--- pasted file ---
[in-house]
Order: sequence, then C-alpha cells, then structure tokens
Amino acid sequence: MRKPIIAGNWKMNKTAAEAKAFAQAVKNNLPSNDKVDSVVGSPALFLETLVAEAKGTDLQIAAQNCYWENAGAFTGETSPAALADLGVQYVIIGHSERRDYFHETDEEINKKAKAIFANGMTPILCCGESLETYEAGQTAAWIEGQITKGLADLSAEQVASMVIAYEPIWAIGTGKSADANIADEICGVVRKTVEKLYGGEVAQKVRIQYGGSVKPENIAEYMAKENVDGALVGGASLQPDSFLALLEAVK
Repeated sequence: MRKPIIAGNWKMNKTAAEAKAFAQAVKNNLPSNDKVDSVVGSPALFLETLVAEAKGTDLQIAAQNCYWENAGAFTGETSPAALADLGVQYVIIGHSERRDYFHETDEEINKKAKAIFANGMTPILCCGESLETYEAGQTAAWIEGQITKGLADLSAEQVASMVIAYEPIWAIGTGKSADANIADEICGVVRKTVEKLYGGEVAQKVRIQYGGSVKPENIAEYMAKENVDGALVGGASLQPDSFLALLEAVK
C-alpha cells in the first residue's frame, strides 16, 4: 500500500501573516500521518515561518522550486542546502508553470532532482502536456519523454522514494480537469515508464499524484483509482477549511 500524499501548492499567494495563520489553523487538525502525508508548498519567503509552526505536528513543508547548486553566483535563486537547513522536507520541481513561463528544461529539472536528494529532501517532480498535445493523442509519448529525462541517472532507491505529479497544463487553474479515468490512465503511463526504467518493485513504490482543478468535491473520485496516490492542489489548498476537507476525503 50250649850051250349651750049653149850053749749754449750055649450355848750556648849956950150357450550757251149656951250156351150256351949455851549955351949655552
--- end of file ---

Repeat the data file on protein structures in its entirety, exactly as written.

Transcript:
[in-house]
Order: sequence, then C-alpha cells, then structure tokens
Amino acid sequence: MRKPIIAGNWKMNKTAAEAKAFAQAVKNNLPSNDKVDSVVGSPALFLETLVAEAKGTDLQIAAQNCYWENAGAFTGETSPAALADLGVQYVIIGHSERRDYFHETDEEINKKAKAIFANGMTPILCCGESLETYEAGQTAAWIEGQITKGLADLSAEQVASMVIAYEPIWAIGTGKSADANIADEICGVVRKTVEKLYGGEVAQKVRIQYGGSVKPENIAEYMAKENVDGALVGGASLQPDSFLALLEAVK
Repeated sequence: MRKPIIAGNWKMNKTAAEAKAFAQAVKNNLPSNDKVDSVVGSPALFLETLVAEAKGTDLQIAAQNCYWENAGAFTGETSPAALADLGVQYVIIGHSERRDYFHETDEEINKKAKAIFANGMTPILCCGESLETYEAGQTAAWIEGQITKGLADLSAEQVASMVIAYEPIWAIGTGKSADANIADEICGVVRKTVEKLYGGEVAQKVRIQYGGSVKPENIAEYMAKENVDGALVGGASLQPDSFLALLEAVK
C-alpha cells in the first residue's frame, strides 16, 4: 500500500501573516500521518515561518522550486542546502508553470532532482502536456519523454522514494480537469515508464499524484483509482477549511 500524499501548492499567494495563520489553523487538525502525508508548498519567503509552526505536528513543508547548486553566483535563486537547513522536507520541481513561463528544461529539472536528494529532501517532480498535445493523442509519448529525462541517472532507491505529479497544463487553474479515468490512465503511463526504467518493485513504490482543478468535491473520485496516490492542489489548498476537507476525503 50250649850051250349651750049653149850053749749754449750055649450355848750556648849956950150357450550757251149656951250156351150256351949455851549955351949655552